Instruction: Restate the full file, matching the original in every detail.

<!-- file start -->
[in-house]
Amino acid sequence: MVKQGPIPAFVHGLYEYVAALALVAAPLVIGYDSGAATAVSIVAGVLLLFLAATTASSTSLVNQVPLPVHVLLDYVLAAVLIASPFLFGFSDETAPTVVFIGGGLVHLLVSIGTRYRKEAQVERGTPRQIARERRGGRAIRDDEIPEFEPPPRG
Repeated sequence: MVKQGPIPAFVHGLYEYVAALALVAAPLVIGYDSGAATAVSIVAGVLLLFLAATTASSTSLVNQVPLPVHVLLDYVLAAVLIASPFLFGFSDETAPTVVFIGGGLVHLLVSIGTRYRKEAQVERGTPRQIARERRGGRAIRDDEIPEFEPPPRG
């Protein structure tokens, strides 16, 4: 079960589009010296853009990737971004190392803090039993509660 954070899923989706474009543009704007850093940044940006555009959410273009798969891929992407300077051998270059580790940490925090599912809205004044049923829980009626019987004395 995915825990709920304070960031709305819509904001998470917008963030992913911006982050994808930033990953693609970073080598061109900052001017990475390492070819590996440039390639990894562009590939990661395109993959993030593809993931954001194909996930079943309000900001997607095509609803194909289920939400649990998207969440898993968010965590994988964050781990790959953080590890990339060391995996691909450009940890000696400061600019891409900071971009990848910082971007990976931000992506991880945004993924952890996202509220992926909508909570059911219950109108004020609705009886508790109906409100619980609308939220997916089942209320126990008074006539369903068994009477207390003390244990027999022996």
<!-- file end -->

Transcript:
[in-house]
Amino acid sequence: MVKQGPIPAFVHGLYEYVAALALVAAPLVIGYDSGAATAVSIVAGVLLLFLAATTASSTSLVNQVPLPVHVLLDYVLAAVLIASPFLFGFSDETAPTVVFIGGGLVHLLVSIGTRYRKEAQVERGTPRQIARERRGGRAIRDDEIPEFEPPPRG
Repeated sequence: MVKQGPIPAFVHGLYEYVAALALVAAPLVIGYDSGAATAVSIVAGVLLLFLAATTASSTSLVNQVPLPVHVLLDYVLAAVLIASPFLFGFSDETAPTVVFIGGGLVHLLVSIGTRYRKEAQVERGTPRQIARERRGGRAIRDDEIPEFEPPPRG
């Protein structure tokens, strides 16, 4: 079960589009010296853009990737971004190392803090039993509660 954070899923989706474009543009704007850093940044940006555009959410273009798969891929992407300077051998270059580790940490925090599912809205004044049923829980009626019987004395 995915825990709920304070960031709305819509904001998470917008963030992913911006982050994808930033990953693609970073080598061109900052001017990475390492070819590996440039390639990894562009590939990661395109993959993030593809993931954001194909996930079943309000900001997607095509609803194909289920939400649990998207969440898993968010965590994988964050781990790959953080590890990339060391995996691909450009940890000696400061600019891409900071971009990848910082971007990976931000992506991880945004993924952890996202509220992926909508909570059911219950109108004020609705009886508790109906409100619980609308939220997916089942209320126990008074006539369903068994009477207390003390244990027999022996």